Foot for thought

Why feet are so important in rowing?

5 minute read
words Dr Meghan Hester
Published 12.06.20

Dr. Meghan Hester is an Osteopath and consultant for BAT Logic.

Rowers come in all shapes and sizes. One aspect of this is that the anatomy of our lower limbs varies greatly. Some of us have incredibly long femurs (thigh bones), some have terrible ankle flexibility and some even have one leg longer than the other. This makes for an interesting challenge when trying to get individuals moving in the same way together. 

Photo “Some of us have incredibly long femurs (thigh bones), some have terrible ankle flexibility and some even have one leg longer than the other”

We must especially recognise and appreciate the role the feet play in setting up the entire lower limb for the stroke. Podiatrists, osteos and coaches with a keen eye can identify and make small adjustments to the individual that include working out a weakness or restriction, changing equipment or implementing ergogenic aids. These adjustments can influence mechanics further up the chain, improving overall rowing efficiency and the synchrony of teammates. However, if the adjustments are done incorrectly, it can hamper performance and contribute to injury risk.  

By observing advances in technology and performance in other sports such as running, we can understand why foot mechanics are so important and relate these concepts to the rowing stroke. For example, one of the primary components of a gait or running analysis is to examine the way in which the athlete’s foot contacts the ground. This is called the foot strike. It can be categorised as a “forefoot strike” if the athlete lands on their toes, a “midfoot strike” if they land on the balls of their feet or a “rearfoot strike” if the heels land first. The same motion can be observed when a rower first pushes on the footplate at the beginning of the drive.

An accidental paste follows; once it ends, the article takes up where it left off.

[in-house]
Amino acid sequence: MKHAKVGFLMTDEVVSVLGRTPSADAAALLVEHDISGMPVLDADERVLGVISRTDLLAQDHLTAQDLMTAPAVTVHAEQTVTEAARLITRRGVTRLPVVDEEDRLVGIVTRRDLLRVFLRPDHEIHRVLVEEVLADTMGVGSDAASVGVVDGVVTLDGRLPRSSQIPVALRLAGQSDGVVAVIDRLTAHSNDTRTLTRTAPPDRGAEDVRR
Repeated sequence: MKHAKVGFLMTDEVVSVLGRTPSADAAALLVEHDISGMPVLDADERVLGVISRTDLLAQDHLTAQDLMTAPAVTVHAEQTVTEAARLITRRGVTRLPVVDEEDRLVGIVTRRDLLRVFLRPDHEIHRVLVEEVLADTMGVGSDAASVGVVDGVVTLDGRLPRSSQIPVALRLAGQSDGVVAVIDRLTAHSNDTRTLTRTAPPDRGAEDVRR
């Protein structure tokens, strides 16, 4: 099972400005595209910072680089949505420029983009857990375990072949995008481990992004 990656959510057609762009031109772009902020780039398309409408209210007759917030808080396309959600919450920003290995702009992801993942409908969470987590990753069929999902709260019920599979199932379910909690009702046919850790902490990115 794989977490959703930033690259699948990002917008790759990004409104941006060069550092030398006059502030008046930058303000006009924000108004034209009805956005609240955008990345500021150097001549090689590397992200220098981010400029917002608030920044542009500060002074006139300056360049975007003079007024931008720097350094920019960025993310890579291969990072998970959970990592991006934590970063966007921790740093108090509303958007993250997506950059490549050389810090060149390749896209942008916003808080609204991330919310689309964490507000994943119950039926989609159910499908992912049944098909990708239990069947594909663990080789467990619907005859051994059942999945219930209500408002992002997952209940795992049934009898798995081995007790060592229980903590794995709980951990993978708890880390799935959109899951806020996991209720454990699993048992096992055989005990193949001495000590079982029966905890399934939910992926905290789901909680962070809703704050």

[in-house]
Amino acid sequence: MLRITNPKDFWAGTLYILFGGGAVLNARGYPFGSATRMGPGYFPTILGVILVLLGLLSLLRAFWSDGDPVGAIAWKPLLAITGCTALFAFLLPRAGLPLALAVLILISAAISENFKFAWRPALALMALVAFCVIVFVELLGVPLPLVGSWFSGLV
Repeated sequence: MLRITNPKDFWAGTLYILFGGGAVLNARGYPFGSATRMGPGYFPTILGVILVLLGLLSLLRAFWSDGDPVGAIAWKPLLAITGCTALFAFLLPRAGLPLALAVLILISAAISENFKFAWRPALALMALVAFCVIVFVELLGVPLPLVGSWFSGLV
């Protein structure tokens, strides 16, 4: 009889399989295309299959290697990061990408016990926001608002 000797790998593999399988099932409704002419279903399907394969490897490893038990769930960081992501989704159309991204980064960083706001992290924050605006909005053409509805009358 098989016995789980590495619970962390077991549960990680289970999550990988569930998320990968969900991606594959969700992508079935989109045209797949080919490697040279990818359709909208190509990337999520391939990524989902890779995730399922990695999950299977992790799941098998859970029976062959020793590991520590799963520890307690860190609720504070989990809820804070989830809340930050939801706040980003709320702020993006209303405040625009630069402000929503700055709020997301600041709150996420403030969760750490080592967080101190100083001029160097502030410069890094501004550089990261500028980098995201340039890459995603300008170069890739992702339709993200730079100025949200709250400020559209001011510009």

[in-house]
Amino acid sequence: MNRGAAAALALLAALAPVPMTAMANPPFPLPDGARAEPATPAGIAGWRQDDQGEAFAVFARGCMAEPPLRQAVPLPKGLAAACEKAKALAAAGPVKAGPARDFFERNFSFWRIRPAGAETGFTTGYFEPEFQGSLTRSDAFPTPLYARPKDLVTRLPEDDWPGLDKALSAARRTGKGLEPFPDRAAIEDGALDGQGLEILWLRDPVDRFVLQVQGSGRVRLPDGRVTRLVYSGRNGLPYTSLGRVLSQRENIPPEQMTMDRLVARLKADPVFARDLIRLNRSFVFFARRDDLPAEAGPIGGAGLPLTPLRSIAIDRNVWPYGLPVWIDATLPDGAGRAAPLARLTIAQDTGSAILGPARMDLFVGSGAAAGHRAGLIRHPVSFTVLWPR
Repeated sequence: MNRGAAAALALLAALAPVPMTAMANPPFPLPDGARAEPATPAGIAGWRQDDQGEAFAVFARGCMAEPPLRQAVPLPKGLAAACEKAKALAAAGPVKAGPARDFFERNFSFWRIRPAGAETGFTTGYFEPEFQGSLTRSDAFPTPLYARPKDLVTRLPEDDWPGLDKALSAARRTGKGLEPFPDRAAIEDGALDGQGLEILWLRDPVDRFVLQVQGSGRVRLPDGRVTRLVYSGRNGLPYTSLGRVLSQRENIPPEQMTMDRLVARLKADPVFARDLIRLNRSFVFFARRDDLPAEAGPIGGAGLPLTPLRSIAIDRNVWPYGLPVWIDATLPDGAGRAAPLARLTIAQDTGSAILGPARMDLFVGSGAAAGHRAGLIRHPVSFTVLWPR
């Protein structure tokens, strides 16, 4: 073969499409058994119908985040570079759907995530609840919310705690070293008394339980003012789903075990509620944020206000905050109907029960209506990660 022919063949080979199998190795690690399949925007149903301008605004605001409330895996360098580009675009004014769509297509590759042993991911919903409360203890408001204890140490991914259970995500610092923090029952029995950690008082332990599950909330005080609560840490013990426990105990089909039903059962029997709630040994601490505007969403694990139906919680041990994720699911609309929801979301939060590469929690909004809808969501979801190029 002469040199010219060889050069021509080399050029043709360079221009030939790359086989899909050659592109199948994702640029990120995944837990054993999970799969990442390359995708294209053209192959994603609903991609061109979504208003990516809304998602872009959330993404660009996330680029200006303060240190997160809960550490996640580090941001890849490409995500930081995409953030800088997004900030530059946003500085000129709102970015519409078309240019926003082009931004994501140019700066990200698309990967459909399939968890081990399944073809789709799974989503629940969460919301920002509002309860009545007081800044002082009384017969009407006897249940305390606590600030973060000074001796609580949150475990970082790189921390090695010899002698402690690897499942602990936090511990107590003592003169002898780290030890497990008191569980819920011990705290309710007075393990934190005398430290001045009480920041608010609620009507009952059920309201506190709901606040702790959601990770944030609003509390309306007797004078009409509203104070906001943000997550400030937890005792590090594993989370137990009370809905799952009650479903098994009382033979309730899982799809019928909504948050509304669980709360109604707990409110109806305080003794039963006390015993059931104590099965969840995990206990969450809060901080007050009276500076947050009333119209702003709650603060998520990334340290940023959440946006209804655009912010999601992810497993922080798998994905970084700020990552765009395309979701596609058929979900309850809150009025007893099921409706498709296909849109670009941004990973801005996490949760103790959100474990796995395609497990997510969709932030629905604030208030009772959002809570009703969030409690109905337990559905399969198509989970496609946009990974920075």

Some rowers arrive at the catch with their heels raised off the footplate and initiate the drive through forefoot or midfoot first followed by heel contact. Enabling the heels to come off the foot stretcher at this point allows the rower to achieve greater compression at the catch and thereby increase stroke length. Sometimes this style is adopted as compensation for a lack of hip or ankle flexibility but it can also present when an athlete’s footplate is too low or the foot-stretcher angle is too flat for them. In many cases, even with greater stroke length, this style is not necessarily translated to greater speeds if the athlete cannot maintain a strong posture and utilise their large muscle groups. It is deemed an ineffective length when the rower begins to round the shoulders, over-reach and collapse in the core at this point. 

By contrast, some athletes who have good ankle mobility and good posture can achieve full slide compression at the catch by only slightly raising the heel, or even not raising it all. This means they can more easily drive through their heels earlier in the stroke. This strategy often aids foot forces to be directed in a horizontal fashion, which is essentially – after all – the direction in which we want the boat to be travelling.   

Both styles have pros and cons in terms of power output, length of stroke and direction of the foot forces (horizontal vs vertical). However, the extremes of toes-first rowing can involve technical, performance-hampering signs (signs of increased vertical foot forces) including moving shins beyond vertical, burying the blade deep and engaging the shoulders before, or in preference to, the lower trunk. In this case, the heels-first or heels-down method could be used to help cue the athlete to have a flatter drive. Conversely, if the athlete shows signs of cutting the stroke short at the catch, is unable to rock over from the hips or their blade is washing out at the finish due to an extended sit-back, the toes-first method or lowering the foot stretcher could be applied.  

To take another perspective, we can learn how grounding and driving through the feet is as critical in rowing as it is in the sport of weightlifting. The motor pattern of rowing is very similar to that of weightlifting in that it requires full-body coordinated muscle contraction in a closed-chain environment under load. However, just imagine trying to perform a leg press or a back squat while only pressing through the toes of the feet. The result would be a movement that lacked power, shifted the athlete’s centre of gravity away from the base of support and over-taxed smaller muscle groups in shins and calves.